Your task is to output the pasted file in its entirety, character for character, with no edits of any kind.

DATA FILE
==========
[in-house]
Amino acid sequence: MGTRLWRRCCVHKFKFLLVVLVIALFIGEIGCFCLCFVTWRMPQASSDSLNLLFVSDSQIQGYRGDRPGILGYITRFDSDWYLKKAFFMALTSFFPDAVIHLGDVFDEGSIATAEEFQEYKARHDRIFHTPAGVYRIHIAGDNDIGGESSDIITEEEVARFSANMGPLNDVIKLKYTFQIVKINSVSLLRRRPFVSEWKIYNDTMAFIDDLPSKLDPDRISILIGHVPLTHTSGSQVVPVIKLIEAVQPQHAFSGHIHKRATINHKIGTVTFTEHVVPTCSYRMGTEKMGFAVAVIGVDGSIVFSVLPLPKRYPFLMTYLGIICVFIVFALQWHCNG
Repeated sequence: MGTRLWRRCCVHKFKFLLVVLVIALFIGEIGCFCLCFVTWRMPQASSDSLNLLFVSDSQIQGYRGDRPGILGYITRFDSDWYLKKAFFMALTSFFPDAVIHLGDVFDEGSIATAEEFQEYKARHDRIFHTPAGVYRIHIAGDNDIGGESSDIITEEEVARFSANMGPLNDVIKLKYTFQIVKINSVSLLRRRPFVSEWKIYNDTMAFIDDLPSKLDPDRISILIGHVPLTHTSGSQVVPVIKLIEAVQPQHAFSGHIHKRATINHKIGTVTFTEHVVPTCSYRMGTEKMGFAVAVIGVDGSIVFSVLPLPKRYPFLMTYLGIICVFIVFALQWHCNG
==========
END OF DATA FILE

[in-house]
Amino acid sequence: MGTRLWRRCCVHKFKFLLVVLVIALFIGEIGCFCLCFVTWRMPQASSDSLNLLFVSDSQIQGYRGDRPGILGYITRFDSDWYLKKAFFMALTSFFPDAVIHLGDVFDEGSIATAEEFQEYKARHDRIFHTPAGVYRIHIAGDNDIGGESSDIITEEEVARFSANMGPLNDVIKLKYTFQIVKINSVSLLRRRPFVSEWKIYNDTMAFIDDLPSKLDPDRISILIGHVPLTHTSGSQVVPVIKLIEAVQPQHAFSGHIHKRATINHKIGTVTFTEHVVPTCSYRMGTEKMGFAVAVIGVDGSIVFSVLPLPKRYPFLMTYLGIICVFIVFALQWHCNG
Repeated sequence: MGTRLWRRCCVHKFKFLLVVLVIALFIGEIGCFCLCFVTWRMPQASSDSLNLLFVSDSQIQGYRGDRPGILGYITRFDSDWYLKKAFFMALTSFFPDAVIHLGDVFDEGSIATAEEFQEYKARHDRIFHTPAGVYRIHIAGDNDIGGESSDIITEEEVARFSANMGPLNDVIKLKYTFQIVKINSVSLLRRRPFVSEWKIYNDTMAFIDDLPSKLDPDRISILIGHVPLTHTSGSQVVPVIKLIEAVQPQHAFSGHIHKRATINHKIGTVTFTEHVVPTCSYRMGTEKMGFAVAVIGVDGSIVFSVLPLPKRYPFLMTYLGIICVFIVFALQWHCNG